Daily Yomiuri (Japan), May 8, 2003
Wm Penn / Special to The Daily Yomiuri
And now the Televiews award for the best continuing series of the spring TV season…and the winner is: “The World According to Tama-chan.”
Excitement, action, warmth, pathos, intrigue, trust me folks this series has got it all. The nation is riveted to their TV sets. What else this season could possibly compete with this saga?
Into our lives, a little seal swims. The spectacle he leaves in his wake is especially illuminating for students of Japanese TV sociology. Tama-chan has never uttered a word and yet he shines a spotlight on so many overlooked issues and sends shockwaves reverberating in so many different directions. (Unable to get too close, the gender issue still perplexes, but one expert claims Tama-chan is a “he” even though he has been dubbed as “the national sweetheart.” Televiews bows to the expert opinion.)
Here’s a recap of the show for those just tuning in.
Episode 1 began with Tama-chan making a Nessie-like head bobbing appearance in the Tama River–that’s how he got his name. Unlike Nessie, he did resurface for the cameras from time to time. The human hysteria led to fan clubs and helped a few struggling street vendors sell some popsicles and octopus dumplings. By the end of Episode 1, Tama-chan, the little seal with a lousy sense of direction, was a star and starting to get comfortable in his new surroundings.
The ratings blockbuster had a powerful impact and energized the masses to champion the right to life, liberty and the pursuit of happiness–for all the world’s wandering seals (including even Andre, a seal living in Scottish waters under similar circumstances who doesn’t make a formal appearance until Episode 7).
In Episode 2, the considerate folks at the Yokohama City Office decide to make Tama-chan feel even more at home by issuing him a juminhyo (official residency permit). No sooner had Yokohama done that than some non-Japanese residents dressed up like Tama and headed for the riverbanks in an attempt to get the pesky but useful little form for themselves, too. Not as charming as seals, it was mission impossible.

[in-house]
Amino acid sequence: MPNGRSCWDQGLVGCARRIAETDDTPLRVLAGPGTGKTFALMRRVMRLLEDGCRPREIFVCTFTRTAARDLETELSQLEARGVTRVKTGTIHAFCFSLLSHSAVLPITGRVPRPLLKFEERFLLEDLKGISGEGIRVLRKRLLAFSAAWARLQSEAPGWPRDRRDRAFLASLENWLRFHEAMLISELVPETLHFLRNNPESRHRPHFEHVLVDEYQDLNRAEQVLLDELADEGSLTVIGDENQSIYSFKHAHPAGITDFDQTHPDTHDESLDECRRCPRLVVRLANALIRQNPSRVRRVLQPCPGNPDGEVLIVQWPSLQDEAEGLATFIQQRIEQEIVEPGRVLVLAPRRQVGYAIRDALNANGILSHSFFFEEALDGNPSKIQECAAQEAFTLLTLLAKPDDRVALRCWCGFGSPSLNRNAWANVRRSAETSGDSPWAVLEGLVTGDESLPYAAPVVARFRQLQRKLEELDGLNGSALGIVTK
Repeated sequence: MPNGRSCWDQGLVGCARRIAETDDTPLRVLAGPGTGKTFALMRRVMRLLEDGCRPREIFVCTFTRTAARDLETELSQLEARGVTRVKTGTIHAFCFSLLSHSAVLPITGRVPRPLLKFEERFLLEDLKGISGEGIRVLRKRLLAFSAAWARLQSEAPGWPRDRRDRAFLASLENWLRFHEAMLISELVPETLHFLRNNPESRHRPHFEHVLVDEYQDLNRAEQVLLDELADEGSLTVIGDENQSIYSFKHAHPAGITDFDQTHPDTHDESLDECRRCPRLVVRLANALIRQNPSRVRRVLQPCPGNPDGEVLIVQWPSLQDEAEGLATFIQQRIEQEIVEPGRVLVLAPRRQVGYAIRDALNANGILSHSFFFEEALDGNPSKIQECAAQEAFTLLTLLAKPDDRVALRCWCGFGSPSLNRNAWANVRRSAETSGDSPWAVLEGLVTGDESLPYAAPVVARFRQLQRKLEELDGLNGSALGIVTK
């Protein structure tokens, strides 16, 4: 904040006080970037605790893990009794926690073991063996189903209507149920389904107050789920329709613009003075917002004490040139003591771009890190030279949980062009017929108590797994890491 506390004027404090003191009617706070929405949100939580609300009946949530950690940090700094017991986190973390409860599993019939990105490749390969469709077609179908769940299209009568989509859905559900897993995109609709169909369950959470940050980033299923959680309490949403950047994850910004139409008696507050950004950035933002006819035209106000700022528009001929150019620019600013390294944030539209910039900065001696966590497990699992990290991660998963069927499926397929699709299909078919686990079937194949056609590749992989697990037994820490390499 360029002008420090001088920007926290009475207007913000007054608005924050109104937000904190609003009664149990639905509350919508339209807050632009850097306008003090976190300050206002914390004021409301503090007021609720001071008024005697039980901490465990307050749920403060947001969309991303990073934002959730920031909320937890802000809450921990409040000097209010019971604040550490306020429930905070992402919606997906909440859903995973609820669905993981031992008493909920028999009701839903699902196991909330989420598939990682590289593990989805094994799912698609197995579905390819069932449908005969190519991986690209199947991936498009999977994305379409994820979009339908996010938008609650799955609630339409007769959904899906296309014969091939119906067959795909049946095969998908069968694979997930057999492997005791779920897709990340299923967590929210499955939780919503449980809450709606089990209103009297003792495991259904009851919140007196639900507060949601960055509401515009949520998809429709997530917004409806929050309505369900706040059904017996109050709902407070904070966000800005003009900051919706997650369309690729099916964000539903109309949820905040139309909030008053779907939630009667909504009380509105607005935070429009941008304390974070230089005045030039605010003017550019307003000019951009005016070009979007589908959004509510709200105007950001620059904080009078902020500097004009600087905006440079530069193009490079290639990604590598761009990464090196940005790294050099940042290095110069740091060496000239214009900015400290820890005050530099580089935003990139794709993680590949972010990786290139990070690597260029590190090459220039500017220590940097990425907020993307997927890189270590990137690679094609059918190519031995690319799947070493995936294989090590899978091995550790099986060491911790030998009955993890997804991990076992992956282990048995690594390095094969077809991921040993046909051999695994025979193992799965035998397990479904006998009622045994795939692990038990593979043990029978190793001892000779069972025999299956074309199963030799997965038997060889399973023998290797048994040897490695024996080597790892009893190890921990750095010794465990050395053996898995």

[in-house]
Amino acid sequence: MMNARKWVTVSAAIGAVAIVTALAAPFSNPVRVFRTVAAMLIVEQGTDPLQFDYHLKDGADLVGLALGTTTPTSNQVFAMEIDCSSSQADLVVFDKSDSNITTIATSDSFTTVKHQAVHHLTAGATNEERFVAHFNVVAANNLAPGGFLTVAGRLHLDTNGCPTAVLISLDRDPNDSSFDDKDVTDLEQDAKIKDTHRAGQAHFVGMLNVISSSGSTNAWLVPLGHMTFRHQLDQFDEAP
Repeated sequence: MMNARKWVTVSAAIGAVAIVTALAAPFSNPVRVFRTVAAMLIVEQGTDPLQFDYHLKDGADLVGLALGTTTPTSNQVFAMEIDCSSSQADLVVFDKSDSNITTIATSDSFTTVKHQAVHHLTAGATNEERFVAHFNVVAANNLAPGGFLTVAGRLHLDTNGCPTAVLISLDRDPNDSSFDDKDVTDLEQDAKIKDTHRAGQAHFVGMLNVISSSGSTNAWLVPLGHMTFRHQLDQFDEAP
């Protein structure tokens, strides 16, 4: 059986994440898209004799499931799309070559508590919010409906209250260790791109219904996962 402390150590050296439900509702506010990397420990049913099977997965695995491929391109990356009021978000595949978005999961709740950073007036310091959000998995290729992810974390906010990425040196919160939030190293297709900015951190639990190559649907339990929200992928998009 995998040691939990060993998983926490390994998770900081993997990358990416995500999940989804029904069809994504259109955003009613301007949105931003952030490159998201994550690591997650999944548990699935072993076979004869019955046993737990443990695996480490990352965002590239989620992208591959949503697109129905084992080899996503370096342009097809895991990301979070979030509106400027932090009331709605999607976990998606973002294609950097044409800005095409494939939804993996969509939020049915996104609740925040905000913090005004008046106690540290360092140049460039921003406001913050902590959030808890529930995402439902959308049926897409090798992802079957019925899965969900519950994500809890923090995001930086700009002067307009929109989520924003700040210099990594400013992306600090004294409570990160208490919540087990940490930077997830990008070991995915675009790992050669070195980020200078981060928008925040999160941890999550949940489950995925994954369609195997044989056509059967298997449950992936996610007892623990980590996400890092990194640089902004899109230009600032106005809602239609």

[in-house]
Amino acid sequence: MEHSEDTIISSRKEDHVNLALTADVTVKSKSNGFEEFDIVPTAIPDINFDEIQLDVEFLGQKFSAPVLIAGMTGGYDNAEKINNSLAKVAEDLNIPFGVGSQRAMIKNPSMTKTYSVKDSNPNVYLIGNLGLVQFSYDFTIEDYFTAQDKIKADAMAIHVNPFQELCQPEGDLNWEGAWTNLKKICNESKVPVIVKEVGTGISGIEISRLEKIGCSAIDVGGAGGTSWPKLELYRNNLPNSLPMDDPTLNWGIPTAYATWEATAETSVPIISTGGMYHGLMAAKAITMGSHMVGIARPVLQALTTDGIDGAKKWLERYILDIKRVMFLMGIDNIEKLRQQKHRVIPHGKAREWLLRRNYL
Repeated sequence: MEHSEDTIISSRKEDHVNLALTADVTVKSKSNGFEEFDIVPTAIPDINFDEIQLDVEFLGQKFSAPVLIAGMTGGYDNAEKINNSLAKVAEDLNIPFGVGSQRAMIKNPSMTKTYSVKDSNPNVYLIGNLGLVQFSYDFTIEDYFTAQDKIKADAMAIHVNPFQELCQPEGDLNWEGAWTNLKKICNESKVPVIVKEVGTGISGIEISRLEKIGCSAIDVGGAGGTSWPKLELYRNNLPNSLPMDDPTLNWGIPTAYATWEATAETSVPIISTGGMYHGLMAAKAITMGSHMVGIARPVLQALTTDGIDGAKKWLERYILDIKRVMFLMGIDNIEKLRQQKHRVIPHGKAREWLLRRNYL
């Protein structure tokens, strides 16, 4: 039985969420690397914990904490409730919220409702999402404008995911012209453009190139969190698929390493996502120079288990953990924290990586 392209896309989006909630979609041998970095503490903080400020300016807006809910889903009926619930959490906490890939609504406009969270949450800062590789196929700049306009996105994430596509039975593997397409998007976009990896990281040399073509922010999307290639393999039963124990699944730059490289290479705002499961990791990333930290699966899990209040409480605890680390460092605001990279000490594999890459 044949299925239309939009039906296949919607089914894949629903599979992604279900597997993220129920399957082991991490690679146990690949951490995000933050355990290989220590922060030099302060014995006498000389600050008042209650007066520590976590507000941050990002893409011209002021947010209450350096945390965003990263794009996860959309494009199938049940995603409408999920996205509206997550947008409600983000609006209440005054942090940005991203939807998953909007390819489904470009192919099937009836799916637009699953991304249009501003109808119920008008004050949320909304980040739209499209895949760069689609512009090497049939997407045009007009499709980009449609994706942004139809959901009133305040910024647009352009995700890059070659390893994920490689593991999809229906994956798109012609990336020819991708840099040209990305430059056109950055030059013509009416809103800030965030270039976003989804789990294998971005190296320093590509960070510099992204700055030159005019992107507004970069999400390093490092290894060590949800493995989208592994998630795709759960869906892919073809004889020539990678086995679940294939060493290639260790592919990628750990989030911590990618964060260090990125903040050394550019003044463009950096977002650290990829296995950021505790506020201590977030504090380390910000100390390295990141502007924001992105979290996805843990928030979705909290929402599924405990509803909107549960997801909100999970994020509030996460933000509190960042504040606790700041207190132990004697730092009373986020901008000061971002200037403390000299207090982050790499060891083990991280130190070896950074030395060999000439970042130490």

By that point, the story had taken another novel turn that moved the Yokohama postal authorities center stage. In Episode 3, we discover that although the city has given Tama-chan an official mailing address, they have neglected to provide him with a mailbox. The nation’s conscientious mail carriers had no idea where to deliver all the mail that was piling up and their sense of duty prevented them from figuratively dumping it at sea.
It must have been quite a pile of stuff, too. Because by this time, Tama-chan was, no doubt, on a few direct mailing lists like everyone else with a juminhyo and he had two fan clubs! At the end of Episode 3, we were left in suspense as the two rival groups faced off along the riverbanks.
In Episode 4, the confrontation before the nation’s TV cameras shook and shocked the archipelago’s Tama-chan fans. Fan club A, composed mainly of local residents and photography buffs, denounced fan club B, a well-financed operation that hired a boat and U.S. divers to assist in capturing the little seal and repatriating him up north.
It was mission impossible for the divers, too. As they headed home, at least one of the vernacular weeklies likened the assault on Tama-chan to the U.S. invasion of Iraq. But Americans were only bit players in this TV drama. It was the confrontation between the fan clubs that was escalating the action. Fan club A complained fan club B was trying to kidnap Tama-chan. Fan club B insisted it was a rescue operation. At the end of Episode 4, a scuffle broke out between the two groups, while Tama-chan, leaving his juminhyo behind, sailed off to explore residence options elsewhere.